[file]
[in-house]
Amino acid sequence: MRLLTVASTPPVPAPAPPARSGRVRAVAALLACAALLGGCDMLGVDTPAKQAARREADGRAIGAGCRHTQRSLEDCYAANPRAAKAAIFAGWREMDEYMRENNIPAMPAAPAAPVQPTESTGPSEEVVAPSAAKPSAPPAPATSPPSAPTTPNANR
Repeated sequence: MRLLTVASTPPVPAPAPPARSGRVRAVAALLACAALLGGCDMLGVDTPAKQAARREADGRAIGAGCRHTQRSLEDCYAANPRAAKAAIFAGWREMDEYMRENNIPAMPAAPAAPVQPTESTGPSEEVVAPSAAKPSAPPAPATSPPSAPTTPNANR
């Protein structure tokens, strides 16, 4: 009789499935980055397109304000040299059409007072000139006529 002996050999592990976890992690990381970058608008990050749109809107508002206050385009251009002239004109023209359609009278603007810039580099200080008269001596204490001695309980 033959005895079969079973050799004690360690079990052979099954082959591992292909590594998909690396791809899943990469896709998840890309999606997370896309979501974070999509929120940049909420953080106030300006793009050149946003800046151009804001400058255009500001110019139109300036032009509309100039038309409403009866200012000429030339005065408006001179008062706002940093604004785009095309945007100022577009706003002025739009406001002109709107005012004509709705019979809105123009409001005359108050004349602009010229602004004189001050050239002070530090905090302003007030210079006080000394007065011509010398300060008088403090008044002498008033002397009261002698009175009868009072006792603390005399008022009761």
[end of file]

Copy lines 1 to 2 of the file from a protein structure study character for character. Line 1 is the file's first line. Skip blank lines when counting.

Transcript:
[in-house]
Amino acid sequence: MRLLTVASTPPVPAPAPPARSGRVRAVAALLACAALLGGCDMLGVDTPAKQAARREADGRAIGAGCRHTQRSLEDCYAANPRAAKAAIFAGWREMDEYMRENNIPAMPAAPAAPVQPTESTGPSEEVVAPSAAKPSAPPAPATSPPSAPTTPNANR